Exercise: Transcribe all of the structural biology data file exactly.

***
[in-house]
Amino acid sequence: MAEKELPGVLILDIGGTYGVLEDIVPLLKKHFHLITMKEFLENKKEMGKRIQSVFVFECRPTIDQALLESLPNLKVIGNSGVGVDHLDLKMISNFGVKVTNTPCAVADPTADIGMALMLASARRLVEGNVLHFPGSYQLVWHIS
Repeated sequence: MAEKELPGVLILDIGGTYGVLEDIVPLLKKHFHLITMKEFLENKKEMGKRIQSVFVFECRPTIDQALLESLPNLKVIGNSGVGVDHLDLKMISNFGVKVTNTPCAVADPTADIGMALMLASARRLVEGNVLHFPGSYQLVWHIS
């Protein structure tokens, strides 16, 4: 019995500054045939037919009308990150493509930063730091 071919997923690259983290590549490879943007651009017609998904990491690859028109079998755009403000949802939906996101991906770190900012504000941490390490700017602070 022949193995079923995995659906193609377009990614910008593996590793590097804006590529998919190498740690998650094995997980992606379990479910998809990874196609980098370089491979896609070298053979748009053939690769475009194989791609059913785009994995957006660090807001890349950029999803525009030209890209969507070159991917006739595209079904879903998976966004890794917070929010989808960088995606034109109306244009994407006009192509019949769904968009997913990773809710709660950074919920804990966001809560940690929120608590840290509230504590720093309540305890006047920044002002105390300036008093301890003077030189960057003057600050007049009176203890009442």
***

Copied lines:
[in-house]
Amino acid sequence: MAEKELPGVLILDIGGTYGVLEDIVPLLKKHFHLITMKEFLENKKEMGKRIQSVFVFECRPTIDQALLESLPNLKVIGNSGVGVDHLDLKMISNFGVKVTNTPCAVADPTADIGMALMLASARRLVEGNVLHFPGSYQLVWHIS
Repeated sequence: MAEKELPGVLILDIGGTYGVLEDIVPLLKKHFHLITMKEFLENKKEMGKRIQSVFVFECRPTIDQALLESLPNLKVIGNSGVGVDHLDLKMISNFGVKVTNTPCAVADPTADIGMALMLASARRLVEGNVLHFPGSYQLVWHIS
């Protein structure tokens, strides 16, 4: 019995500054045939037919009308990150493509930063730091 071919997923690259983290590549490879943007651009017609998904990491690859028109079998755009403000949802939906996101991906770190900012504000941490390490700017602070 022949193995079923995995659906193609377009990614910008593996590793590097804006590529998919190498740690998650094995997980992606379990479910998809990874196609980098370089491979896609070298053979748009053939690769475009194989791609059913785009994995957006660090807001890349950029999803525009030209890209969507070159991917006739595209079904879903998976966004890794917070929010989808960088995606034109109306244009994407006009192509019949769904968009997913990773809710709660950074919920804990966001809560940690929120608590840290509230504590720093309540305890006047920044002002105390300036008093301890003077030189960057003057600050007049009176203890009442």